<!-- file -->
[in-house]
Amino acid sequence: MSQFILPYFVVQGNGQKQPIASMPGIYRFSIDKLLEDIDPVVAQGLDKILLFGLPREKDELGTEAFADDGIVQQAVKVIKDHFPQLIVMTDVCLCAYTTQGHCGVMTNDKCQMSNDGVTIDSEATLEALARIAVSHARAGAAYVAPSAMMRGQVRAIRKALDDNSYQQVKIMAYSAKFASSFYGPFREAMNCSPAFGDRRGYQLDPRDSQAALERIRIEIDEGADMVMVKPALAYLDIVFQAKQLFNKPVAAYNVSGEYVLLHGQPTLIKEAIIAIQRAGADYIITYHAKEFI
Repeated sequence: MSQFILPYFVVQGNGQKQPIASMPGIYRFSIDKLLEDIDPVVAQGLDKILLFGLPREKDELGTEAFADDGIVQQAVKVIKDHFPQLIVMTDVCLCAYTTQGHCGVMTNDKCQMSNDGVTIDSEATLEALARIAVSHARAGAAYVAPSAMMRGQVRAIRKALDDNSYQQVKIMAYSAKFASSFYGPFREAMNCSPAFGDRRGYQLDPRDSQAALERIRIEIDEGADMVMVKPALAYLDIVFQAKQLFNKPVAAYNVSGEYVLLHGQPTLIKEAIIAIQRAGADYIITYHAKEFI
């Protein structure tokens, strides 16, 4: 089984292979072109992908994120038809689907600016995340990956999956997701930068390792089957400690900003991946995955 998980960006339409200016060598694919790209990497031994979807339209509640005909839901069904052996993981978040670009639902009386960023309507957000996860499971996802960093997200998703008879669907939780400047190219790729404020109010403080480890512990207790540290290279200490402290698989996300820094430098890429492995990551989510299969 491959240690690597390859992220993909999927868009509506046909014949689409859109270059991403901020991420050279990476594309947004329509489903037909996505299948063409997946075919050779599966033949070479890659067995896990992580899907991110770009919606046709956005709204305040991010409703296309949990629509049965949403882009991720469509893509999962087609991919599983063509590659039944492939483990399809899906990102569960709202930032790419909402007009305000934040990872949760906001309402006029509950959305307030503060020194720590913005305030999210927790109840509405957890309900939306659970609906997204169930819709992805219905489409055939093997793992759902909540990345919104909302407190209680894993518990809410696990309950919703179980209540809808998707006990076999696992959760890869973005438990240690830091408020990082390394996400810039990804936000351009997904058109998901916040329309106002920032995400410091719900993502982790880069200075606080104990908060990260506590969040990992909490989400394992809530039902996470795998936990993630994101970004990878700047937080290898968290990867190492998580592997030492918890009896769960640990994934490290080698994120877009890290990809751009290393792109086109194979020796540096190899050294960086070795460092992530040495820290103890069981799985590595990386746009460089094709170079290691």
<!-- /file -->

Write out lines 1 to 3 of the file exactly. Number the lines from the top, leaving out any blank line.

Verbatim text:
[in-house]
Amino acid sequence: MSQFILPYFVVQGNGQKQPIASMPGIYRFSIDKLLEDIDPVVAQGLDKILLFGLPREKDELGTEAFADDGIVQQAVKVIKDHFPQLIVMTDVCLCAYTTQGHCGVMTNDKCQMSNDGVTIDSEATLEALARIAVSHARAGAAYVAPSAMMRGQVRAIRKALDDNSYQQVKIMAYSAKFASSFYGPFREAMNCSPAFGDRRGYQLDPRDSQAALERIRIEIDEGADMVMVKPALAYLDIVFQAKQLFNKPVAAYNVSGEYVLLHGQPTLIKEAIIAIQRAGADYIITYHAKEFI
Repeated sequence: MSQFILPYFVVQGNGQKQPIASMPGIYRFSIDKLLEDIDPVVAQGLDKILLFGLPREKDELGTEAFADDGIVQQAVKVIKDHFPQLIVMTDVCLCAYTTQGHCGVMTNDKCQMSNDGVTIDSEATLEALARIAVSHARAGAAYVAPSAMMRGQVRAIRKALDDNSYQQVKIMAYSAKFASSFYGPFREAMNCSPAFGDRRGYQLDPRDSQAALERIRIEIDEGADMVMVKPALAYLDIVFQAKQLFNKPVAAYNVSGEYVLLHGQPTLIKEAIIAIQRAGADYIITYHAKEFI